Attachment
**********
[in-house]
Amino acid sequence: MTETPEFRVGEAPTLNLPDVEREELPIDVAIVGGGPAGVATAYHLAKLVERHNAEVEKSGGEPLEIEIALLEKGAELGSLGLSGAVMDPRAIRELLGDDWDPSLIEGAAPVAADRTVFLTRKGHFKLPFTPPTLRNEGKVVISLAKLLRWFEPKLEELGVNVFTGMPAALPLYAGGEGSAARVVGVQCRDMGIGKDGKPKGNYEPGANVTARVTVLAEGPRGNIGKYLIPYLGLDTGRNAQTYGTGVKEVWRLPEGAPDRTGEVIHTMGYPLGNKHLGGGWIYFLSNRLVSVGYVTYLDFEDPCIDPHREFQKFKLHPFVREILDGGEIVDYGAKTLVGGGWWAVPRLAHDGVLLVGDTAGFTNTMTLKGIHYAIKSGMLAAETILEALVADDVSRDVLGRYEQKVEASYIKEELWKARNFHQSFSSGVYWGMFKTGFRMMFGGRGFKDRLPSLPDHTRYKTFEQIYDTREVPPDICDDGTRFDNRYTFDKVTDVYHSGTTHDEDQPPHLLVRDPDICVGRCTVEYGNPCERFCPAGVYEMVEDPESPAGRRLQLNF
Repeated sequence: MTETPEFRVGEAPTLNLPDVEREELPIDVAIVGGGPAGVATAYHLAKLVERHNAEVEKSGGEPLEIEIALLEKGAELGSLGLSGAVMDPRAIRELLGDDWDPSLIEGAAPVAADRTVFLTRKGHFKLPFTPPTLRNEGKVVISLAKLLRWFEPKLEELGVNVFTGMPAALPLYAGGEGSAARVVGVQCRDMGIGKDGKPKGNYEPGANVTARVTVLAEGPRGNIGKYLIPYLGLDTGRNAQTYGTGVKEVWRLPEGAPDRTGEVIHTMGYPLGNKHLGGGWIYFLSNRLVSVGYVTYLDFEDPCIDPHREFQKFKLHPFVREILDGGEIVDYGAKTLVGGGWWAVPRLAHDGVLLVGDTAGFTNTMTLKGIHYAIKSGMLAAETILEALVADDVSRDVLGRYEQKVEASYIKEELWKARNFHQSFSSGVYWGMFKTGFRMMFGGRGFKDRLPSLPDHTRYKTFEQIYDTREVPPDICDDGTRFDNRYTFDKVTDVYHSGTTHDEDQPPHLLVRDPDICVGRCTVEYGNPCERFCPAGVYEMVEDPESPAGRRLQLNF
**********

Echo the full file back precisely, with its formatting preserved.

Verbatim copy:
[in-house]
Amino acid sequence: MTETPEFRVGEAPTLNLPDVEREELPIDVAIVGGGPAGVATAYHLAKLVERHNAEVEKSGGEPLEIEIALLEKGAELGSLGLSGAVMDPRAIRELLGDDWDPSLIEGAAPVAADRTVFLTRKGHFKLPFTPPTLRNEGKVVISLAKLLRWFEPKLEELGVNVFTGMPAALPLYAGGEGSAARVVGVQCRDMGIGKDGKPKGNYEPGANVTARVTVLAEGPRGNIGKYLIPYLGLDTGRNAQTYGTGVKEVWRLPEGAPDRTGEVIHTMGYPLGNKHLGGGWIYFLSNRLVSVGYVTYLDFEDPCIDPHREFQKFKLHPFVREILDGGEIVDYGAKTLVGGGWWAVPRLAHDGVLLVGDTAGFTNTMTLKGIHYAIKSGMLAAETILEALVADDVSRDVLGRYEQKVEASYIKEELWKARNFHQSFSSGVYWGMFKTGFRMMFGGRGFKDRLPSLPDHTRYKTFEQIYDTREVPPDICDDGTRFDNRYTFDKVTDVYHSGTTHDEDQPPHLLVRDPDICVGRCTVEYGNPCERFCPAGVYEMVEDPESPAGRRLQLNF
Repeated sequence: MTETPEFRVGEAPTLNLPDVEREELPIDVAIVGGGPAGVATAYHLAKLVERHNAEVEKSGGEPLEIEIALLEKGAELGSLGLSGAVMDPRAIRELLGDDWDPSLIEGAAPVAADRTVFLTRKGHFKLPFTPPTLRNEGKVVISLAKLLRWFEPKLEELGVNVFTGMPAALPLYAGGEGSAARVVGVQCRDMGIGKDGKPKGNYEPGANVTARVTVLAEGPRGNIGKYLIPYLGLDTGRNAQTYGTGVKEVWRLPEGAPDRTGEVIHTMGYPLGNKHLGGGWIYFLSNRLVSVGYVTYLDFEDPCIDPHREFQKFKLHPFVREILDGGEIVDYGAKTLVGGGWWAVPRLAHDGVLLVGDTAGFTNTMTLKGIHYAIKSGMLAAETILEALVADDVSRDVLGRYEQKVEASYIKEELWKARNFHQSFSSGVYWGMFKTGFRMMFGGRGFKDRLPSLPDHTRYKTFEQIYDTREVPPDICDDGTRFDNRYTFDKVTDVYHSGTTHDEDQPPHLLVRDPDICVGRCTVEYGNPCERFCPAGVYEMVEDPESPAGRRLQLNF